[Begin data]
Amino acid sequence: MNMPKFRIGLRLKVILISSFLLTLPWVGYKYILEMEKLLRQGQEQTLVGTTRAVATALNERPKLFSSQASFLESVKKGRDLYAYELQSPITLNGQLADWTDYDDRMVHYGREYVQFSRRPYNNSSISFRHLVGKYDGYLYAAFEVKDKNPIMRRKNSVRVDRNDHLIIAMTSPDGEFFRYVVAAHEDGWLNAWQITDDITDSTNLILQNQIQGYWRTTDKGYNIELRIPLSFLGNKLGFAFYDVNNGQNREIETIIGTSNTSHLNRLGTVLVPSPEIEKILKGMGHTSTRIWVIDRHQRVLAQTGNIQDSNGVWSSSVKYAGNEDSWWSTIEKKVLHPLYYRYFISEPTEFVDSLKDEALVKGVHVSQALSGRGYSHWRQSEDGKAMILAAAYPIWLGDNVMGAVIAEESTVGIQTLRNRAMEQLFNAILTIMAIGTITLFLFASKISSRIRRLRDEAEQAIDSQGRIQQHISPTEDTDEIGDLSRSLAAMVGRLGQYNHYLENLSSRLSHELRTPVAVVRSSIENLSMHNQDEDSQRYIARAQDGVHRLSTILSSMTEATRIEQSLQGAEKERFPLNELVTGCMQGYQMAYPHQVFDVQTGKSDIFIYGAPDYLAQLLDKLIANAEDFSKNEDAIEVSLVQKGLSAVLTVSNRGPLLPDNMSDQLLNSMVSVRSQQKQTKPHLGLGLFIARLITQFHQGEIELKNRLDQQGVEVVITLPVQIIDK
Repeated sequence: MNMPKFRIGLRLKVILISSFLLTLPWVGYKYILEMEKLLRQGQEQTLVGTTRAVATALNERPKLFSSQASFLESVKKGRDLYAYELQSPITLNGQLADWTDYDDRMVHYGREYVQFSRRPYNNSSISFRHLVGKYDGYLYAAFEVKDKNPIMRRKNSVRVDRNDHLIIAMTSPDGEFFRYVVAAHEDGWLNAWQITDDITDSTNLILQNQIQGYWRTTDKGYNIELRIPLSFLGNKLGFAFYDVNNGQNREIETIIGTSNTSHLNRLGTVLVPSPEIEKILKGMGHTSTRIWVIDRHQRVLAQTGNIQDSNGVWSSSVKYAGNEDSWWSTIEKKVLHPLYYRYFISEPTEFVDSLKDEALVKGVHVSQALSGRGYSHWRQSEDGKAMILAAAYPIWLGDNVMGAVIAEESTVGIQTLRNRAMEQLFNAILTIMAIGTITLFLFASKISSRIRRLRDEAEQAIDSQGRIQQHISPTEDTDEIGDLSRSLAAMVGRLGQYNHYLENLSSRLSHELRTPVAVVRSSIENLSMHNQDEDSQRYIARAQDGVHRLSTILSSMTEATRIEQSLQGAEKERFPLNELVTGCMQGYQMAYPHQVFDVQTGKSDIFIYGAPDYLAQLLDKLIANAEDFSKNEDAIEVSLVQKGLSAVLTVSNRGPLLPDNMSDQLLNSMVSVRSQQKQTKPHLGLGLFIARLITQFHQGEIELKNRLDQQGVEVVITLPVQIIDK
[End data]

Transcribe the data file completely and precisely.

Amino acid sequence: MNMPKFRIGLRLKVILISSFLLTLPWVGYKYILEMEKLLRQGQEQTLVGTTRAVATALNERPKLFSSQASFLESVKKGRDLYAYELQSPITLNGQLADWTDYDDRMVHYGREYVQFSRRPYNNSSISFRHLVGKYDGYLYAAFEVKDKNPIMRRKNSVRVDRNDHLIIAMTSPDGEFFRYVVAAHEDGWLNAWQITDDITDSTNLILQNQIQGYWRTTDKGYNIELRIPLSFLGNKLGFAFYDVNNGQNREIETIIGTSNTSHLNRLGTVLVPSPEIEKILKGMGHTSTRIWVIDRHQRVLAQTGNIQDSNGVWSSSVKYAGNEDSWWSTIEKKVLHPLYYRYFISEPTEFVDSLKDEALVKGVHVSQALSGRGYSHWRQSEDGKAMILAAAYPIWLGDNVMGAVIAEESTVGIQTLRNRAMEQLFNAILTIMAIGTITLFLFASKISSRIRRLRDEAEQAIDSQGRIQQHISPTEDTDEIGDLSRSLAAMVGRLGQYNHYLENLSSRLSHELRTPVAVVRSSIENLSMHNQDEDSQRYIARAQDGVHRLSTILSSMTEATRIEQSLQGAEKERFPLNELVTGCMQGYQMAYPHQVFDVQTGKSDIFIYGAPDYLAQLLDKLIANAEDFSKNEDAIEVSLVQKGLSAVLTVSNRGPLLPDNMSDQLLNSMVSVRSQQKQTKPHLGLGLFIARLITQFHQGEIELKNRLDQQGVEVVITLPVQIIDK
Repeated sequence: MNMPKFRIGLRLKVILISSFLLTLPWVGYKYILEMEKLLRQGQEQTLVGTTRAVATALNERPKLFSSQASFLESVKKGRDLYAYELQSPITLNGQLADWTDYDDRMVHYGREYVQFSRRPYNNSSISFRHLVGKYDGYLYAAFEVKDKNPIMRRKNSVRVDRNDHLIIAMTSPDGEFFRYVVAAHEDGWLNAWQITDDITDSTNLILQNQIQGYWRTTDKGYNIELRIPLSFLGNKLGFAFYDVNNGQNREIETIIGTSNTSHLNRLGTVLVPSPEIEKILKGMGHTSTRIWVIDRHQRVLAQTGNIQDSNGVWSSSVKYAGNEDSWWSTIEKKVLHPLYYRYFISEPTEFVDSLKDEALVKGVHVSQALSGRGYSHWRQSEDGKAMILAAAYPIWLGDNVMGAVIAEESTVGIQTLRNRAMEQLFNAILTIMAIGTITLFLFASKISSRIRRLRDEAEQAIDSQGRIQQHISPTEDTDEIGDLSRSLAAMVGRLGQYNHYLENLSSRLSHELRTPVAVVRSSIENLSMHNQDEDSQRYIARAQDGVHRLSTILSSMTEATRIEQSLQGAEKERFPLNELVTGCMQGYQMAYPHQVFDVQTGKSDIFIYGAPDYLAQLLDKLIANAEDFSKNEDAIEVSLVQKGLSAVLTVSNRGPLLPDNMSDQLLNSMVSVRSQQKQTKPHLGLGLFIARLITQFHQGEIELKNRLDQQGVEVVITLPVQIIDK